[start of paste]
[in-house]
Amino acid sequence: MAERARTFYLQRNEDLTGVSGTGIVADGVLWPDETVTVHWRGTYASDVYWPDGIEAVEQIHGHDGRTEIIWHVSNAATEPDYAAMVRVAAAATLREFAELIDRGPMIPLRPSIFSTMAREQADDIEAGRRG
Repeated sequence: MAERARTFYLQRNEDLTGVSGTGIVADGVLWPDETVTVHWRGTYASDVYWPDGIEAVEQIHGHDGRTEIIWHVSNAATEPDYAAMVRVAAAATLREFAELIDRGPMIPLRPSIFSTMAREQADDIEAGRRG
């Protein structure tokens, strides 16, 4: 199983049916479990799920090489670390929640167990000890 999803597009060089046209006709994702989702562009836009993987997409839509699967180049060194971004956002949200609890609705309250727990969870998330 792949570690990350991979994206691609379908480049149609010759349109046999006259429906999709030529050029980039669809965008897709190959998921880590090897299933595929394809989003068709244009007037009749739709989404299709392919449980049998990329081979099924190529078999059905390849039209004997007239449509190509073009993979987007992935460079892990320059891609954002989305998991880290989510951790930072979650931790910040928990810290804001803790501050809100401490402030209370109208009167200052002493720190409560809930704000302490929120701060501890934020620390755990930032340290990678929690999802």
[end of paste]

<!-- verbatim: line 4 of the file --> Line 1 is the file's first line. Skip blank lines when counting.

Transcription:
């Protein structure tokens, strides 16, 4: 199983049916479990799920090489670390929640167990000890 999803597009060089046209006709994702989702562009836009993987997409839509699967180049060194971004956002949200609890609705309250727990969870998330 792949570690990350991979994206691609379908480049149609010759349109046999006259429906999709030529050029980039669809965008897709190959998921880590090897299933595929394809989003068709244009007037009749739709989404299709392919449980049998990329081979099924190529078999059905390849039209004997007239449509190509073009993979987007992935460079892990320059891609954002989305998991880290989510951790930072979650931790910040928990810290804001803790501050809100401490402030209370109208009167200052002493720190409560809930704000302490929120701060501890934020620390755990930032340290990678929690999802």